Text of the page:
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Contact the Combat COVID Monoclonal Antibodies Call Center:


Therapeutics locator

Our bodies naturally make antibodies to fight infection. However, your body may not have antibodies that recognize a novel (or new) virus like the one that causes COVID-19. mAbs are made in a lab. The treatment helps boost your body’s ability to fight COVID-19. The mAb treatments do not replace the need for immunity from the COVID-19 vaccine, but they can help you if you are at risk for developing serious COVID-19 symptoms or severe outcomes. To find more information about current mAb treatment, visit https://aspr.hhs.gov/COVID-19/therapeutics/

mAb treatments authorized by the U.S. Food and Drug Administration (FDA) for emergency use may help people who are at high risk for serious symptoms of COVID-19 to:

  1. Reduce the likelihood of staying in the hospital.
  2. Recover faster from COVID-19.

mAbs are available for people who:

  1. Are at high risk of becoming seriously ill. To learn more, visit our page Who is at High Risk for Serious COVID-19?
  2. Have tested positive for COVID-19 and have mild to moderate symptoms of the disease for 7 days or less.
  3. Have been recently exposed to someone who has tested positive for COVID-19 and are at high risk for serious COVID-19.

mAb treatment must be given within 7 days of a person’s first symptoms of COVID-19 or having been exposed to someone who has tested positive for COVID-19. The sooner a person receives mAb treatment, the better.

mAb treatments are still being studied. However, mAb treatments have received Emergency Use Authorization (EUA) from the FDA and more than 600,000 people have been treated with mAbs. Researchers continue to study mAb treatments for safety and effectiveness.

Bebtelovimab is for people with mild to moderate COVID-19 symptoms and should be taken within 7 days of symptom onset.

Actemra® is for people in the hospital with worse COVID-19 symptoms.

Evusheld is a pre-exposure preventative mAb that is also approved for emergency use for people at high risk for serious COVID-19 infection. People who may be eligible to get Evusheld must not have tested positive or been exposed to COVID-19, but are considered at risk of having serious COVID-19 if they become infected.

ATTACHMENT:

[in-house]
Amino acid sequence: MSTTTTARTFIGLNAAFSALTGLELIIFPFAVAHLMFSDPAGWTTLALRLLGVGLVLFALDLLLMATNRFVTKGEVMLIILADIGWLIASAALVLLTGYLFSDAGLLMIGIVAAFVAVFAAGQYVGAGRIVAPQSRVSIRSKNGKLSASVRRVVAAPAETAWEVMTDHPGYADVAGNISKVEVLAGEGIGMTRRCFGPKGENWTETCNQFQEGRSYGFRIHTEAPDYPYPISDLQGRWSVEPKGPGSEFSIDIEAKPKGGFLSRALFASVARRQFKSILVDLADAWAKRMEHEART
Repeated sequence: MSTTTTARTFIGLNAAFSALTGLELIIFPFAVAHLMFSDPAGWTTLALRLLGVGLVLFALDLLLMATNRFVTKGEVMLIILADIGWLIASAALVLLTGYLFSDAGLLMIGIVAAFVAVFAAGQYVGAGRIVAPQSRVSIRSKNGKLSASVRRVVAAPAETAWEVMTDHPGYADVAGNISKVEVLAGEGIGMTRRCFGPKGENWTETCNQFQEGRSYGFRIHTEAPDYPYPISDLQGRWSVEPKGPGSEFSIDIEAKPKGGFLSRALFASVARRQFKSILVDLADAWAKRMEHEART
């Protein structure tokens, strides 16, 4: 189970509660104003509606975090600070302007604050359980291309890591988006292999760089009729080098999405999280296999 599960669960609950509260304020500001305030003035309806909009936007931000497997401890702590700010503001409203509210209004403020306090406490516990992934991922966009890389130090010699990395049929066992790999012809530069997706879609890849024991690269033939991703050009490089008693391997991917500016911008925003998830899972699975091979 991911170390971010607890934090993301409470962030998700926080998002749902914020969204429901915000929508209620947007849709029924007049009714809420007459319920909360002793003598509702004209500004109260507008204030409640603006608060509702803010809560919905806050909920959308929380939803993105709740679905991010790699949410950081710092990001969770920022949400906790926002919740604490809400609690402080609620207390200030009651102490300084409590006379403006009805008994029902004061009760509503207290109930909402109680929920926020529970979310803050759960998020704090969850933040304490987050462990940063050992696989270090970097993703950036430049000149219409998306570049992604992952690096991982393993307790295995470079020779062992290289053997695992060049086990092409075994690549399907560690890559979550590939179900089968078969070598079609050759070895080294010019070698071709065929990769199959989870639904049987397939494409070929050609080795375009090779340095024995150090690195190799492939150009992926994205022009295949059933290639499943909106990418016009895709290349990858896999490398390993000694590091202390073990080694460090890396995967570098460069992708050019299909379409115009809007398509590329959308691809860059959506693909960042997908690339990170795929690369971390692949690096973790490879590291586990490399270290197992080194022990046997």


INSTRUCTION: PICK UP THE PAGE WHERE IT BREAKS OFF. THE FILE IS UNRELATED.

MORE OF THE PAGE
REGEN-COV® (casirivimab and imdevimab) and bamlanivimab/etesevimab are no longer approved for emergency use. The FDA has deemed these two treatments ineffective against the Omicron variant, which is now the most common variant affecting people.

mAb treatments are given as either an IV infusion through your vein or as a series of shots.

mAb treatments offered to people who are not in the hospital are designed in a very similar way, with the same goal: to prevent the virus that causes COVID-19 from entering human cells.

The treatments are offered at thousands of infusion locations across the United States. These include infusion centers, urgent care clinics, and emergency rooms.

Different infusion locations have different amounts of the treatments and staff to give it available, so some locations may not be administering mAb treatments or may have limited stock of them. Your healthcare professional can help you find a location near you and can contact the infusion location to refer you for treatment.

You can learn more about mAb treatments on our page What Are Monoclonal Antibodies?

If you think you may qualify for mAb treatments and want to ask about getting treatment, contact your healthcare professional or call 1-877-332-6585 (English) and 1-877-366-0310 (Español) for more information.

Your healthcare professional may decide you do not qualify for mAb treatment. There could be several reasons for this. You may not meet all of the eligibility criteria or you may have an underlying health condition that disqualifies you for mAb treatment.

Whatever the reason is, do not give up. There may be other treatment options available such as oral antivirals. To explore more treatment options, please visit the Possible Treatment Options for COVID-19 page.

A mAb treatment does not replace the need for immunity from the COVID-19 vaccine, but can help you if you are at risk for developing serious COVID-19 symptoms or severe outcomes. Vaccination for COVID-19 is still recommended for most people. Talk with your healthcare provider for more information.